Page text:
Flowers say it all and Valentine’s Day is upon us yet again and the red roses sales increase rapidly during this time!
There is another way of showing your affections to your partner and that is a Tussy-Mussy.
A simple small bouquet of herbs is the old fashioned way. Not only is it very personal as you would have bunched it together yourself but it is fragrant, pretty and lasts a long time in a small vase.
Tussy- Mussies are very symbolic. All the flowers and herbs have strong meanings and intentions and there are recipes for Birthdays, Bridal Bouquets, Mother’s Tussy, Invalids and Babies but for now we are going to focus on what you can use from your very own garden with possibly a little help by a bought bunch of flowers which are in short supply in gardens in February!
Records date back to the 14th century of Nose-Gays alias Tussy-Mussies. We all know that hygiene in those days wasn’t exactly easy for them and the odours around could not have been very inviting to the senses. I won’t go into detail here as it could put you off the lovely dinner that you shall be enjoying on the 14th February. These pretty bouquets became very popular during the Victorian era.
February being still on the chilly side could well leave the choice of what you shall place into your Tussy a little limited from your garden. A small bunch of flowers could be bought to assist you along if needs be. The good news is that there are no rules of what plant material to use. Tulips in a Tussy-Mussy not a brilliant idea as they mean war!
To make your Tussy, arm yourself with florists tape and start with a single bloom like a miniature rose or even a few snow drops, pansy or a daffodil flower and encircle it with stems of contrasting leaves or flowers. With the florists tape, start binding the stems together and arrange the outer stems in order they are evenly dispersed around your central flower keeping it tightly bound. With another stem of preferably a herb or flower take off the lower leaves and arrange those around the last circle of herb stems and flowers and bind with florists tape and carry on adding larger leaved stems of a plant for the outer leaves and bind until you have a posy that can easily hold the Tussy in one hand. Once you have made one you will find you get better and quicker at making them. Of course, the selection from the spring onwards is a far greater selection as you can see from the images but for the time being a suggestion of plants and ingredients to make your Tussy-Mussy follow below:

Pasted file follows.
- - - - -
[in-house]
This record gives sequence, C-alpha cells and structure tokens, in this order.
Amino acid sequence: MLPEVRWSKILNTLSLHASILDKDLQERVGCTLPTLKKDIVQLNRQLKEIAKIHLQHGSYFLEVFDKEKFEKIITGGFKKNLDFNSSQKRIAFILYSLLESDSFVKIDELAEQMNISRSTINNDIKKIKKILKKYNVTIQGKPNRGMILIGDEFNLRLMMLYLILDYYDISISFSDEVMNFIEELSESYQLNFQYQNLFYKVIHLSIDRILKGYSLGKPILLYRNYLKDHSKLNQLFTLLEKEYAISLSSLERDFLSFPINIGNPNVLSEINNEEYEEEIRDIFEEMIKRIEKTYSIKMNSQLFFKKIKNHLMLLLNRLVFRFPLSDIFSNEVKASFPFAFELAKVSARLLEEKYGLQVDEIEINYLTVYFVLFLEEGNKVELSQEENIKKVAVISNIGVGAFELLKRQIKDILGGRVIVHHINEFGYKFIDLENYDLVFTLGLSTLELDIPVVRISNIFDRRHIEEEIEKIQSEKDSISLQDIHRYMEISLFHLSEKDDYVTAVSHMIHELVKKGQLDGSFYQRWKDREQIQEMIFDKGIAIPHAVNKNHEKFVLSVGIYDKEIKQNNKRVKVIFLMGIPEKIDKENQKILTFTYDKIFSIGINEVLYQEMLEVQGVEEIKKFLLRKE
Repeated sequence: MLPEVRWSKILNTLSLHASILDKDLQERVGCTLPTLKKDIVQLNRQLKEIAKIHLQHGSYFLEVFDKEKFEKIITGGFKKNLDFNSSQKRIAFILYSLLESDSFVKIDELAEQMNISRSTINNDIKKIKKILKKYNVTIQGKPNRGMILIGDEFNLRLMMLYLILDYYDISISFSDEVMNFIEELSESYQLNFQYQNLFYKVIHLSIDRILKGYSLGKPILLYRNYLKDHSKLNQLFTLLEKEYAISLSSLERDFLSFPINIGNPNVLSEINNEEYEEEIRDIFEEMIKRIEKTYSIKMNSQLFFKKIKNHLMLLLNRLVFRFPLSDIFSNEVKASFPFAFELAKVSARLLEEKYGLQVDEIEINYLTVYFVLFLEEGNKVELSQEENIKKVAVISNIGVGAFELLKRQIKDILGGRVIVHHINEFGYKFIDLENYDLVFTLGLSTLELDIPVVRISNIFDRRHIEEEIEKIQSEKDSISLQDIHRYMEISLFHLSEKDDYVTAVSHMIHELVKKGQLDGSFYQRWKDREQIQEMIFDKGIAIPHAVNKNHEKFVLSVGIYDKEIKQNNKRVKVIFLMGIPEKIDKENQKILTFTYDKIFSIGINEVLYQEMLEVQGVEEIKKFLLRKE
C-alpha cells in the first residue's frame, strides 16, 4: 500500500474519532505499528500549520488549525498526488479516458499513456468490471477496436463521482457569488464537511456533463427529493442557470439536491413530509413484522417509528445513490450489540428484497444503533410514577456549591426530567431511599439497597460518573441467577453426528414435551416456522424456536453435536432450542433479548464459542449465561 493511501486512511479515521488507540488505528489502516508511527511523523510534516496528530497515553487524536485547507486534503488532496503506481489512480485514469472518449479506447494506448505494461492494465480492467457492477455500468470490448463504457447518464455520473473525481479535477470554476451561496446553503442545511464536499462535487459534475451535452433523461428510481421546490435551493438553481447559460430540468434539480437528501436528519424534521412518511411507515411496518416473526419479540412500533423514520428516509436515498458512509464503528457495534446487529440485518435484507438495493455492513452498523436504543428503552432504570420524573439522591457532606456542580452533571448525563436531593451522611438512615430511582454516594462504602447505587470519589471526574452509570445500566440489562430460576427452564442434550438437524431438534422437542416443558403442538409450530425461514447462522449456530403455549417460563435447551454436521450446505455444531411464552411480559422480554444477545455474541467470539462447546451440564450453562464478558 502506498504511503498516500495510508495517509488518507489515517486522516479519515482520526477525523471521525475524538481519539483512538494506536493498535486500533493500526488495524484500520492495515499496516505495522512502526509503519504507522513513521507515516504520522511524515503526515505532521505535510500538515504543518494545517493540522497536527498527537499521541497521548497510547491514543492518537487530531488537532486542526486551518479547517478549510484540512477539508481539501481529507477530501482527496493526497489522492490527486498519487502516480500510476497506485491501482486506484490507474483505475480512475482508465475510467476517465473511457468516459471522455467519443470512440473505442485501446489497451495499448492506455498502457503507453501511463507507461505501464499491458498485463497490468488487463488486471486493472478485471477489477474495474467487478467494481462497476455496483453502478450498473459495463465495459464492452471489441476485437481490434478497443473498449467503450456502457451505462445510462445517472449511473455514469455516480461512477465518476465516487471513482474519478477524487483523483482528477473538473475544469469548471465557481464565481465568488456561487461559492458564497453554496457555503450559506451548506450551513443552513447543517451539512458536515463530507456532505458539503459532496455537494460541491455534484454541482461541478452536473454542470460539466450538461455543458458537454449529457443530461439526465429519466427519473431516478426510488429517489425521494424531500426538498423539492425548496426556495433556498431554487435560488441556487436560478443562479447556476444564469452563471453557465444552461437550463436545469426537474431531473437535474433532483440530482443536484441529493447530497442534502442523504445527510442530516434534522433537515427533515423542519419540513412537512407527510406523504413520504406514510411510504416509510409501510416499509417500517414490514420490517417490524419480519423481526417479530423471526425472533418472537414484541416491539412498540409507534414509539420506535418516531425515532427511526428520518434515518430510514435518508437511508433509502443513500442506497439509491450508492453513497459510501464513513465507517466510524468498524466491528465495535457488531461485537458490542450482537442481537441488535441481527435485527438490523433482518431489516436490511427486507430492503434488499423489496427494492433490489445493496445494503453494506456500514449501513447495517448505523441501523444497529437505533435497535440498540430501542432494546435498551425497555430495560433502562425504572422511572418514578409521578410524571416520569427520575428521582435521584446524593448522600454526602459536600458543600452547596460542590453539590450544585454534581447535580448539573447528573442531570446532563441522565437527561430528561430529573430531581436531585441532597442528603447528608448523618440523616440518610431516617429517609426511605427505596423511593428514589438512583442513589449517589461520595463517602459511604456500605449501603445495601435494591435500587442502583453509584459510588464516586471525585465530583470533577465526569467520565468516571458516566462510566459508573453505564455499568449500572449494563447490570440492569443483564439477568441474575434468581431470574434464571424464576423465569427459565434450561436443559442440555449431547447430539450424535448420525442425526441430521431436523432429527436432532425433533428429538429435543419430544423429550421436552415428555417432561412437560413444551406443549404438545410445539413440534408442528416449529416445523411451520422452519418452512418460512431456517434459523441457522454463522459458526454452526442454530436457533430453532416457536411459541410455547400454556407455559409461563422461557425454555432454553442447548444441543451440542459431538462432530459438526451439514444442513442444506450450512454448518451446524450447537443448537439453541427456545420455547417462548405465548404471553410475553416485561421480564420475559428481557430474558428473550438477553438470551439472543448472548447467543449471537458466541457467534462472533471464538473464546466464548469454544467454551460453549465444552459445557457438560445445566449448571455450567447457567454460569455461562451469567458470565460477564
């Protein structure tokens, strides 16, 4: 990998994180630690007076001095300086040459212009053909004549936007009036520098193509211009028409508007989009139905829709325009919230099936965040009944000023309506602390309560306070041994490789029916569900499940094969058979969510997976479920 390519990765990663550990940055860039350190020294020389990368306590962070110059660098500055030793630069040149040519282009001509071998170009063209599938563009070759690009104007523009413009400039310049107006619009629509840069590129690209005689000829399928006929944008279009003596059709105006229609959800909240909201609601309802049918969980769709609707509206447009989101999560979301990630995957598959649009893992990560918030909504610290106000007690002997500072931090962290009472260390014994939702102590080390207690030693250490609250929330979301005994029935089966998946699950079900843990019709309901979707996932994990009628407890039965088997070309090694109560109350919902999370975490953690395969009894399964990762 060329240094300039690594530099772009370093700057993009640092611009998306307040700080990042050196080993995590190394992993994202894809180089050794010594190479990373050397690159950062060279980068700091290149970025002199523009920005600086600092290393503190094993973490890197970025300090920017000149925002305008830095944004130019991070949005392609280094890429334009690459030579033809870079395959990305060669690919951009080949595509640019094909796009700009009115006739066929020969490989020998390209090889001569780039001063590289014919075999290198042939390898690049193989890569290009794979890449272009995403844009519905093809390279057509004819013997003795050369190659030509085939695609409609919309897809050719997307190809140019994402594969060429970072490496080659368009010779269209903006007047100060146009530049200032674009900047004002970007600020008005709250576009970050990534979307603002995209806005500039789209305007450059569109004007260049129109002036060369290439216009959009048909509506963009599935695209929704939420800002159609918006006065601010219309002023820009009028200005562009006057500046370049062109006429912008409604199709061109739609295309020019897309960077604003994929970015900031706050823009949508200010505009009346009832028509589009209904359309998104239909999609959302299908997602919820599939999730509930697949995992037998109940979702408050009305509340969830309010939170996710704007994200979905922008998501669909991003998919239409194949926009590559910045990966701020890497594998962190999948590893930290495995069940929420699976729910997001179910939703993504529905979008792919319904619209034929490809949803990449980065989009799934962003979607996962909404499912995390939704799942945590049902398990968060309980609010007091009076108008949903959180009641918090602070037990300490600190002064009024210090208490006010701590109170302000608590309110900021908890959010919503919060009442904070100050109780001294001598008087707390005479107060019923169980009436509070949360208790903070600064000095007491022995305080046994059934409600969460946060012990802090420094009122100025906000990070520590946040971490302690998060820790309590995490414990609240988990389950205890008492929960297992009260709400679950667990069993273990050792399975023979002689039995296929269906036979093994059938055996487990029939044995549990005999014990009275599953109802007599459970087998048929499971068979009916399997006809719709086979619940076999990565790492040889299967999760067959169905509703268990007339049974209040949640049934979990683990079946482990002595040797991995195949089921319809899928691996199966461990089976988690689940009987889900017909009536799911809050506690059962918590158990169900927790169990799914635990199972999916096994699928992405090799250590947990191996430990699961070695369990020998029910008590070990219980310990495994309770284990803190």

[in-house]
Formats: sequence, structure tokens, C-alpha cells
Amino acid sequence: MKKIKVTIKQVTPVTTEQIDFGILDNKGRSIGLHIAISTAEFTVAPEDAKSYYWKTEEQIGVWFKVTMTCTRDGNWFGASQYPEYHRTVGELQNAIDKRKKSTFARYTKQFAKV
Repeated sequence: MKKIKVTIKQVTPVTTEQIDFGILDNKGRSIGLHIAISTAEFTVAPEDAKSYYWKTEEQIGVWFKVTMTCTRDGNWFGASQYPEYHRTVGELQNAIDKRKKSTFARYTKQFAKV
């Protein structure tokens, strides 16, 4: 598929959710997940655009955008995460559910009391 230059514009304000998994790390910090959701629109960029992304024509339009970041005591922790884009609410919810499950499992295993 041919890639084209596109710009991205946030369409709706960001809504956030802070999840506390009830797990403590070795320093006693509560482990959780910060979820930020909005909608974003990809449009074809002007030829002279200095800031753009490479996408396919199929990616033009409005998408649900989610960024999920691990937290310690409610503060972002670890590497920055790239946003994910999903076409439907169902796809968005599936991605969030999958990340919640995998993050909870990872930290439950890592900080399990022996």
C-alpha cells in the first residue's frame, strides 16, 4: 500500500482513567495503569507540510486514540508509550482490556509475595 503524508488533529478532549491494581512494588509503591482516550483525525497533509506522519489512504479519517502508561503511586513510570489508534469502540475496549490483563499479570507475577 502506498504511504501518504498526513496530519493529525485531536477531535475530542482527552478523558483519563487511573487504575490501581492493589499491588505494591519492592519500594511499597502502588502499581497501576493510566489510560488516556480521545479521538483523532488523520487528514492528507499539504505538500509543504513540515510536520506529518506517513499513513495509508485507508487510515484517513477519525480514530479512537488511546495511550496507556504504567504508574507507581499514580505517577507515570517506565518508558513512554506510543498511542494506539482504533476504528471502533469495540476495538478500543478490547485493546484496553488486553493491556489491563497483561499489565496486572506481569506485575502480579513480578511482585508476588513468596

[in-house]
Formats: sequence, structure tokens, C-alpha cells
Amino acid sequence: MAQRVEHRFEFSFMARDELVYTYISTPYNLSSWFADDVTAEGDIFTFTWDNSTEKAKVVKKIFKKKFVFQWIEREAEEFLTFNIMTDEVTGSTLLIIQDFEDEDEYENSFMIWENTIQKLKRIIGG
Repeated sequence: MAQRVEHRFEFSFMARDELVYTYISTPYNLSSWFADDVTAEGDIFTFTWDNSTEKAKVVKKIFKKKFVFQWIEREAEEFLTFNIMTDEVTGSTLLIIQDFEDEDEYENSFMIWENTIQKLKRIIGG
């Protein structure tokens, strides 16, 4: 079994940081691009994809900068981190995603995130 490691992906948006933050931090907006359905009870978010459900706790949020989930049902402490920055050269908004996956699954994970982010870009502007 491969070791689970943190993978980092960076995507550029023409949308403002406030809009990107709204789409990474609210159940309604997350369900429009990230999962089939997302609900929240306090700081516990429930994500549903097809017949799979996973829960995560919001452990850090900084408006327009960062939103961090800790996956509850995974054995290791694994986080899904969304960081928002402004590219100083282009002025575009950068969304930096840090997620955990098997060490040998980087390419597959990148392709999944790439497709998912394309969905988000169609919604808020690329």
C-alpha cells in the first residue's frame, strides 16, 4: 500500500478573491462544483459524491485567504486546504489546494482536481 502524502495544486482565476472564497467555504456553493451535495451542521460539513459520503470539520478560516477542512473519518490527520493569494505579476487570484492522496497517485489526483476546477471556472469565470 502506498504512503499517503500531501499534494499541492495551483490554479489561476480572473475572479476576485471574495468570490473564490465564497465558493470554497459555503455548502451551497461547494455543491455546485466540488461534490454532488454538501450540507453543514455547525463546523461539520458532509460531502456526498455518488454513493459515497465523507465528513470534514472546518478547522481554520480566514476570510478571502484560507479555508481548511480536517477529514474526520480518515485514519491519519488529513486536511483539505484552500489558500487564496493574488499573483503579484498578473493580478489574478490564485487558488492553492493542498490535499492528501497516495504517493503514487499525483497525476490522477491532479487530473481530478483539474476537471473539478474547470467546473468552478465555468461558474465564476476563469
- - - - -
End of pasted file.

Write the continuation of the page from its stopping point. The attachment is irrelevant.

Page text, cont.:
- Fresh small roses, small flowers, herb sprigs and leaf stems
- Pansy – meaning thoughts
- Daisy – meaning innocence
- Violets – meaning faithfulness
- Narcissus – meaning unrequited love
- Rosemary – meaning strength
- Myrtle – meaning love
- Thyme – Courage
- Winter Savoury
- Parsley – especially the curled parsley as its vivid green leaves are very pretty – meaning festivity
- Bay laurel – means nobility
- Lavender dried flowers would smell divine and also look great – meaning luck
- Any contrasting shrub stem in the garden that you think would look nice
- Wax floral tape (or hessian string works well)
- One finger can be cut from a disposable cotton glove to cover the stems and if you want, surround the finger sock with lacy fabric then tie the ribbon around the base under the arrangement. You also can just cover the stems with hessian for the ‘au naturale’ look
- Optional: 1 metre double sided satin ribbon half inch wide matching the flowers and leaves
- Love knots can be tied in the ends of the ribbons for good luck or place a sprig of rosemary or thyme into each love knot when it is tied.
- Gift card explaining the symbolic meanings of the flowers and herb stems
Often a bouquet of lovely fragrant leaves is just as lovely as the flowers plus it is very ‘vogue’ now to use foliage herbs in flower arrangements. With herbs, many of them are dormant in the winter months hence the lack of them to use right now. No worries, they will start re-appearing very shortly and you shall be able to make all kinds of wonderful Tussies according to their meaning.
They last in water for a good week if not more and after its sell by date hang it upside down from a beam in a warm, dark place.
Happy Valentine’s Day!
This post was brought to you by Bridget Kitley